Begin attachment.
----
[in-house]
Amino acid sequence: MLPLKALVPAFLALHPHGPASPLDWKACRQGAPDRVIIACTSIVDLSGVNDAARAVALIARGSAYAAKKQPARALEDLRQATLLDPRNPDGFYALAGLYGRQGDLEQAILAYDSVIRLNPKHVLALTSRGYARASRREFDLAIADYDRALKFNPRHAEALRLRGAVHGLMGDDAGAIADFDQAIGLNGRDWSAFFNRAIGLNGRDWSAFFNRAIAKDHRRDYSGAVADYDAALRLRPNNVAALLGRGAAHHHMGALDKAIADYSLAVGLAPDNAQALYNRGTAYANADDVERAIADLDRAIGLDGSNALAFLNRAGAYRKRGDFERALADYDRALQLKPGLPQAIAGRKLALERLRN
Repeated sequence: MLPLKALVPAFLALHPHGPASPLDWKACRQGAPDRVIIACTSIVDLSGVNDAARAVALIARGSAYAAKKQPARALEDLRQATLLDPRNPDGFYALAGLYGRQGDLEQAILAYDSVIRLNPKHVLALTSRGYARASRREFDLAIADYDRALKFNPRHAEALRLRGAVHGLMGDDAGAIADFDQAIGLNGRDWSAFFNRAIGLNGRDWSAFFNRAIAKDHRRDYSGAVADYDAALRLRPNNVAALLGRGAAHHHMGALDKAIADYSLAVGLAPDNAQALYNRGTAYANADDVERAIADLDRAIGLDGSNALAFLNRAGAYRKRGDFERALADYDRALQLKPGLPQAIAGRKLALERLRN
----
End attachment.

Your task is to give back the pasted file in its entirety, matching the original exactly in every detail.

[in-house]
Amino acid sequence: MLPLKALVPAFLALHPHGPASPLDWKACRQGAPDRVIIACTSIVDLSGVNDAARAVALIARGSAYAAKKQPARALEDLRQATLLDPRNPDGFYALAGLYGRQGDLEQAILAYDSVIRLNPKHVLALTSRGYARASRREFDLAIADYDRALKFNPRHAEALRLRGAVHGLMGDDAGAIADFDQAIGLNGRDWSAFFNRAIGLNGRDWSAFFNRAIAKDHRRDYSGAVADYDAALRLRPNNVAALLGRGAAHHHMGALDKAIADYSLAVGLAPDNAQALYNRGTAYANADDVERAIADLDRAIGLDGSNALAFLNRAGAYRKRGDFERALADYDRALQLKPGLPQAIAGRKLALERLRN
Repeated sequence: MLPLKALVPAFLALHPHGPASPLDWKACRQGAPDRVIIACTSIVDLSGVNDAARAVALIARGSAYAAKKQPARALEDLRQATLLDPRNPDGFYALAGLYGRQGDLEQAILAYDSVIRLNPKHVLALTSRGYARASRREFDLAIADYDRALKFNPRHAEALRLRGAVHGLMGDDAGAIADFDQAIGLNGRDWSAFFNRAIGLNGRDWSAFFNRAIAKDHRRDYSGAVADYDAALRLRPNNVAALLGRGAAHHHMGALDKAIADYSLAVGLAPDNAQALYNRGTAYANADDVERAIADLDRAIGLDGSNALAFLNRAGAYRKRGDFERALADYDRALQLKPGLPQAIAGRKLALERLRN